Lack of Work/Life Balance Driving Employees Out

Thursday Jan 26th 2006 by Sharon Gaudin
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A new survey shows that one in five workers wants to quit their job this year to pursue a more balanced life. What are companies doing wrong and how can you retain good people?

Now that jobs aren't as scarce as they were just a few years ago, a lot of workers are sitting back and assessing just how happy they are in their current positions.

And a big part of their decision will center around whether they have a balance between their work lives and their home lives. Are they spending too much time at work? Are they waking up or coming home stressed? Do their bosses give them time to go see their kid's school play or softball game?

For many workers, that balance is off -- way off -- and the solution may very well be to find a new job.

According to a new survey commissioned by Key Group, a management training and consulting company based in Pittsburgh, Pa., one out of five workers plans to quit their job this year to pursue a more balanced life.

''That is a high number but I actually think it's higher in some places,'' says Dr. Joanne G. Sujansky, chief executive officer and founder of Key Group. ''I always joke about standing outside a corporation and stopping employees to ask, 'Are you happy to be here today?'. ''I believe work places miss the mark when they don't need to. If you think about what most people need at work, it doesn't always cost money. It isn't always a big deal. Some of the things we don't do as executives take less time than some of the things that we do wrong.''

The Internet-based survey, which was conducted by MMc Marketing Research and Consulting, polled 1,727 workers. It shows a high level of frustration among employees across various industries. The high tech sector, says Sujansky, is no different.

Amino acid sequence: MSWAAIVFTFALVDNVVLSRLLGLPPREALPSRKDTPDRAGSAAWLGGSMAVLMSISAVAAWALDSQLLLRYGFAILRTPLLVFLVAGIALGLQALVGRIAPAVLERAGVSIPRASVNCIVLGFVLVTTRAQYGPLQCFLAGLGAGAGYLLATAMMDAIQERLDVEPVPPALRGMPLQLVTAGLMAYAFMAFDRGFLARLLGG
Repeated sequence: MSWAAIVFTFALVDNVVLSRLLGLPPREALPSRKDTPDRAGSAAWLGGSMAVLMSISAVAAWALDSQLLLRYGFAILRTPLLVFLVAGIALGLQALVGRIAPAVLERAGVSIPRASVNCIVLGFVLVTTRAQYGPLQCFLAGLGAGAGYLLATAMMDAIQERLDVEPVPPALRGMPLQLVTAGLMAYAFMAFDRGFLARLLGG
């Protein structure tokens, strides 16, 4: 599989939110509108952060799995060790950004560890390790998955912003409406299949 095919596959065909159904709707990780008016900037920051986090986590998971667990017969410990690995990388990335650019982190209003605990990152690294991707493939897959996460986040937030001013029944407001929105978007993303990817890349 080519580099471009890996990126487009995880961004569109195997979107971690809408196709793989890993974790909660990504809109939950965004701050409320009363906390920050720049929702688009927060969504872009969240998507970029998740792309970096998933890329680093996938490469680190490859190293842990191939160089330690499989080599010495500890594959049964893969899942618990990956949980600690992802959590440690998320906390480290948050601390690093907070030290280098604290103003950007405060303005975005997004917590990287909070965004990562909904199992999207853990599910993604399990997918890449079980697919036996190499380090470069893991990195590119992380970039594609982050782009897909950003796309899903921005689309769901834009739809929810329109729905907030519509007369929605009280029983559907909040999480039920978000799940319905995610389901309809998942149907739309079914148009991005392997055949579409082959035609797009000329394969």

''I see this finding as an early warning of a huge turnover issue soon to face the U.S.,'' she says. ''Many companies simply don't have a culture that emphasizes work/life balance. There's a prevailing attitude among employers that employees are there to work and their personal life, or lack thereof, is irrelevant. Let me bluntly say that if you think this way, it will harm your company. Guaranteed.''

And Ryan Gilmore, who is with Robert Half Technology, an IT staffing firm based out of Menlo Park, Calif., says now that jobs are more plentiful again, the time is ripe for unsatisfied workers to start moving around.

''Having gone through the high-tech crash from '99 to 2003, those were tough times,'' says Gilmore. ''It impacted many, many different working professionals. At that time, people who did keep their jobs felt very fortunate... And people weren't treated so well during those times. Companies weren't generating revenue so there was a lot of pressure to perform and work extra hard because there was such a fear of losing that job.''

And those workers who weren't laid off had to deal with more than stress. They often had to pick up the extra workload left from their departed colleagues. In a lot of cases, IT workers had to say good-bye to their friends who had been let go and then they had to turn around and take on a second set of responsibilities. And with budgets tighter than ever, tech workers had to struggle to keep older systems running and to keep users happy with it.

But change is in the air.

''There's been a shift. The pendulum has gone the other way,'' he adds. ''As the economy started to expand again in 2004 and up to today, a lot of people did some soul searching and realized there's a lot more to life. Maybe they changed their outlook on what is really important to them, whether it's family or personal time.''

That means CIOs and IT managers better be thinking about what they can do to keep their employees from looking for greener pastures.

''Retention is critical,'' says Gilmore. ''These people are not easy to find, and turnover is very costly, in terms of productivity lost, intellectual capital and training expenses to rehire people. It's never a good time to lose an employee but when things are expanding so, the productivity has to go up and you need more people. If someone is well-skilled, you can't afford to lose them.''

Read on to find out what steps you can take to retain good employees.